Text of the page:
After announcing it in February of last year as the next fan-designed set from their crowd-sourcing platform Ideas, LEGO is finally taking the wraps off the official set, letting us get our first look at 21333 Starry Night. The original project, depicting Vincent van Gogh’s famous 1889 painting of Saint-Rémy, France, was submitted by Hong Kong-based LEGO fan Truman Cheng (aka legotruman) back in July of 2020 before reaching the 10k votes threshold to be considered by LEGO just a month later. The final set contains 2,316 pieces and includes a framed version of the painting with sculptural elements to mimic the brush strokes, along with a minifigure of van Gogh and a miniature printed version of the painting on an easel. The set also represents a new licensing partnership between LEGO and the Museum of Modern Art (MoMA), which owns the artwork. The set will retail for US $159.99 | CAN $219.99 | UK £169.99 and will be available to LEGO VIP members starting May 25, with a general release on June 1.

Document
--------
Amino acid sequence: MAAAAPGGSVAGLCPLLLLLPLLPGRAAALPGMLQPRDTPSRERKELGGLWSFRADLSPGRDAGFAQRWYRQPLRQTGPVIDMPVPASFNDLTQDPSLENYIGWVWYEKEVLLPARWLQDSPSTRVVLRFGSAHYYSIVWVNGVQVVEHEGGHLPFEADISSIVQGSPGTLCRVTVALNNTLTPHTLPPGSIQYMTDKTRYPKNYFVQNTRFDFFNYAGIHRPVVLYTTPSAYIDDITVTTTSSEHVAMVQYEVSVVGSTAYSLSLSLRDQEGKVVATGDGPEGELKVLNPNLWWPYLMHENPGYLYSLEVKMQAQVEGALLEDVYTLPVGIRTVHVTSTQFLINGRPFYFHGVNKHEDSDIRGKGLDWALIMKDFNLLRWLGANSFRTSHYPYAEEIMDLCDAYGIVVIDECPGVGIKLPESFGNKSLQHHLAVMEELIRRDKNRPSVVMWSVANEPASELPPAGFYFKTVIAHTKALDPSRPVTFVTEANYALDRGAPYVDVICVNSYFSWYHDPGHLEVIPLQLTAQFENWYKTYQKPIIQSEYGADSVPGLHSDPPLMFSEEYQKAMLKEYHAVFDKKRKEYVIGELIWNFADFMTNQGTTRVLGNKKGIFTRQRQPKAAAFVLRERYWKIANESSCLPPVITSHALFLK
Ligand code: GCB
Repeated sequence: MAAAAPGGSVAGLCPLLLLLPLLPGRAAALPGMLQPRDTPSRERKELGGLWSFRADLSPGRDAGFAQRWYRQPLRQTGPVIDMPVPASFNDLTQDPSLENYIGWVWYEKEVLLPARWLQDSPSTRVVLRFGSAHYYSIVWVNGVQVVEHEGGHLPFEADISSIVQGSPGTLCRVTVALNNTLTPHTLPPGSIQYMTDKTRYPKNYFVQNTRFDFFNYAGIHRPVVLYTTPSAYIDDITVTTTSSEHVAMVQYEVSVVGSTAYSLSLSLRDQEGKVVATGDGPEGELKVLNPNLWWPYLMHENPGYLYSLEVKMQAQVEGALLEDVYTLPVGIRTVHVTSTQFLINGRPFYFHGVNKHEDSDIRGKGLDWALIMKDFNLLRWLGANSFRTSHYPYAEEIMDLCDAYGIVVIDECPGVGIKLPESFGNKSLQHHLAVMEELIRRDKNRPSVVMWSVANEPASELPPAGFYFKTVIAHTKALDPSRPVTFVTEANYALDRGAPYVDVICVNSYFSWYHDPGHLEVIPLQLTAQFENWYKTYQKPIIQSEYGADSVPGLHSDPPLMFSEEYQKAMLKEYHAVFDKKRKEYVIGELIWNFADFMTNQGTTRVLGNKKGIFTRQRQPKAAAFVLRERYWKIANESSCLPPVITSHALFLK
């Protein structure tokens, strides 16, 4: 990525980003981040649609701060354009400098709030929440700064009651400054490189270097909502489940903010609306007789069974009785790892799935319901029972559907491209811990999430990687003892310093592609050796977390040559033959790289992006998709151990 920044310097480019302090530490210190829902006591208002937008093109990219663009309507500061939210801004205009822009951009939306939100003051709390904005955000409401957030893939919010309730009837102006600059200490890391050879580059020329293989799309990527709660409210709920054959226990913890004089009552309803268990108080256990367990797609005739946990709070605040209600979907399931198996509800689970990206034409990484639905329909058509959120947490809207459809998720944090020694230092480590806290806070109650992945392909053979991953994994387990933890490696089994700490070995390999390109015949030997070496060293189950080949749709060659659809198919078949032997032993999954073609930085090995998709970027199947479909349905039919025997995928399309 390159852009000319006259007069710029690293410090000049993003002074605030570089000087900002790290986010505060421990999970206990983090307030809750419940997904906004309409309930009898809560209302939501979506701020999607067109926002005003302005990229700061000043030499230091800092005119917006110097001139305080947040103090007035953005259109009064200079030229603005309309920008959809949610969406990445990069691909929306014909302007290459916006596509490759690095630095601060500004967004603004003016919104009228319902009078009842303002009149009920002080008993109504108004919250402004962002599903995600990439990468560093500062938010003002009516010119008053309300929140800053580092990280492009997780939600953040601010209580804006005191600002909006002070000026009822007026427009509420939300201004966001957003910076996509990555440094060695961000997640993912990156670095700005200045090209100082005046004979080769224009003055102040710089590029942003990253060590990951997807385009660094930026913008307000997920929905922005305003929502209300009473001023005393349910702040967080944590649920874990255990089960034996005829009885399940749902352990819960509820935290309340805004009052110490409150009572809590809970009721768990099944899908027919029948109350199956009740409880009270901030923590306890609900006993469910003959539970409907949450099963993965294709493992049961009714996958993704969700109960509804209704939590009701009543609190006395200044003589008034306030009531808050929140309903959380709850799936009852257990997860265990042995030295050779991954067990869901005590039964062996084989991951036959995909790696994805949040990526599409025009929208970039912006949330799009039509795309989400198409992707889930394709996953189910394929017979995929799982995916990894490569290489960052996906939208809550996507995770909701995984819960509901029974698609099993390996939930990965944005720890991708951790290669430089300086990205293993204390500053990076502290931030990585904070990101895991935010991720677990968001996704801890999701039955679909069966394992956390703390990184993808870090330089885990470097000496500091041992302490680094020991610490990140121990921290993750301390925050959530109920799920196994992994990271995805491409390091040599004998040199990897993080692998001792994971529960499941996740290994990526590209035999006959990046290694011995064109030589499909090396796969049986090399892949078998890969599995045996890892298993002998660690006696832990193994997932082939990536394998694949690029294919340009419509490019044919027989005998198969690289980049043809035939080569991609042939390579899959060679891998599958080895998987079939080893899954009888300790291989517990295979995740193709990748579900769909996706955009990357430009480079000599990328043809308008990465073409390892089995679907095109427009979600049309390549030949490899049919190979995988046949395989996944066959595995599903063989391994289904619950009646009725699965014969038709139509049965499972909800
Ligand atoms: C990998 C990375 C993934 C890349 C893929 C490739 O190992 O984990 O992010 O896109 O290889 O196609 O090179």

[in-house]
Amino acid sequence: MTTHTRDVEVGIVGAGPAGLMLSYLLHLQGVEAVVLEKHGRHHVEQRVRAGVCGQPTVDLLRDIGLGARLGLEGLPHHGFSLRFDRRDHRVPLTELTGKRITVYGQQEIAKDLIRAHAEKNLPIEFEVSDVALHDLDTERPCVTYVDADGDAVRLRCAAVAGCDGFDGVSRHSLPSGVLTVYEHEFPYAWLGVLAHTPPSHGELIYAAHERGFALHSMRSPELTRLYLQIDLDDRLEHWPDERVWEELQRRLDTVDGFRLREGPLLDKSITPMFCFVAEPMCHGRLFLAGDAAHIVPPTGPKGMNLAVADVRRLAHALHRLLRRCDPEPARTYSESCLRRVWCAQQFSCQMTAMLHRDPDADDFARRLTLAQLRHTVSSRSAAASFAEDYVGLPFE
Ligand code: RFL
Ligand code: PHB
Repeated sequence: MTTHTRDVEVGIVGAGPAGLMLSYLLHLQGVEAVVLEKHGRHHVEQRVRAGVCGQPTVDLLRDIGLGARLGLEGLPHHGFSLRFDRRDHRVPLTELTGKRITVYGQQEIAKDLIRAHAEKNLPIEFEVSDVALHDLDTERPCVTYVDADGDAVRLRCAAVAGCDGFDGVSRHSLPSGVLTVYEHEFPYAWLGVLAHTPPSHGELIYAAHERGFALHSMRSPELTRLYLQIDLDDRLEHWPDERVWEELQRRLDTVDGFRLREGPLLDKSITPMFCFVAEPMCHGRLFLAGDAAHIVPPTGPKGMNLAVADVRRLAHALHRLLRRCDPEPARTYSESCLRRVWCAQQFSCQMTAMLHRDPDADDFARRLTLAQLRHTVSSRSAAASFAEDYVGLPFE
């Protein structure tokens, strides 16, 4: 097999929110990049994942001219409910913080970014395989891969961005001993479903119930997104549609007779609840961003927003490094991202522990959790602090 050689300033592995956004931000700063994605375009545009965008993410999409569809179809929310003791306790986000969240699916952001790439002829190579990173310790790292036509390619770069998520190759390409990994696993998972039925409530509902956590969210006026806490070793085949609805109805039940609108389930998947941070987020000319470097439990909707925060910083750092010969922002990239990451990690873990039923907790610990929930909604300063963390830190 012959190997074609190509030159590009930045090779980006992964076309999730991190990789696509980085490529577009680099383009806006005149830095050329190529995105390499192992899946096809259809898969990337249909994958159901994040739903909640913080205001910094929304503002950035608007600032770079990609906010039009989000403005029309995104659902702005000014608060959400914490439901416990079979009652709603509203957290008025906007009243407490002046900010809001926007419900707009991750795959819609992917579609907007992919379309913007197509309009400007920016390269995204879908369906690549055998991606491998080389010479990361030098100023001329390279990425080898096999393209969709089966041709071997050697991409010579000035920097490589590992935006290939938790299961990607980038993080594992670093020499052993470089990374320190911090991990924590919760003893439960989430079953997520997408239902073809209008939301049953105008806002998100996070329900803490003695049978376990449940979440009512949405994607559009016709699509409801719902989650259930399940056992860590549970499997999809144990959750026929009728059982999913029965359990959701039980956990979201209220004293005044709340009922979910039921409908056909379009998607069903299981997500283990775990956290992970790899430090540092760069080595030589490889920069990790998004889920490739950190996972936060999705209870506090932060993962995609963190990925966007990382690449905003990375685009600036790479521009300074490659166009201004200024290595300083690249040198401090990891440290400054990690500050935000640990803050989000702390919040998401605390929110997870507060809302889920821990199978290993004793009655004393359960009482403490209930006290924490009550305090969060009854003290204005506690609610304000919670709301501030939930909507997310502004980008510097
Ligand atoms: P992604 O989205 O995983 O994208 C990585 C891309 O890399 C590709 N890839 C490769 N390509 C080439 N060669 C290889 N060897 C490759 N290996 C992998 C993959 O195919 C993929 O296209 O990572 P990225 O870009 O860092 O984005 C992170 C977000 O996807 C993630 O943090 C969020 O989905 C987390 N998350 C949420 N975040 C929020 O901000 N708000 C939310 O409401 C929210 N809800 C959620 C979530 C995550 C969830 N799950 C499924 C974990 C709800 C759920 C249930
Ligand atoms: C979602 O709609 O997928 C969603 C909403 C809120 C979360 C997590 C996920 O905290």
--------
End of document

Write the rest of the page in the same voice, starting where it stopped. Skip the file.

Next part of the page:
Read the full press release and see more pictures below.
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LEGO Art 31206: The Rolling Stones – You can’t always get what you want, but this might be what you need [Review]

LEGO is celebrating the 60th Anniversary of The Rolling Stones with a 3D rendition of their classic “Lips and Tongue” logo. LEGO Art 31206 The Rolling Stones is a 1998 piece set that will release in the UK on June 1st, followed by North America on August 1st, and will retail for US $149.99 | CAN $199.99 | UK £129.99. It’s a big departure from the other Rock and Roll Icons we’ve seen in the Art theme…and there are surprises in store for the curious builder. Come along as we take an early look at this unusual entry into the world of wall art!

The LEGO Group provided The Brothers Brick with an early copy of this set for review. Providing TBB with products for review guarantees neither coverage nor positive reviews.

Click to read the full hands-on review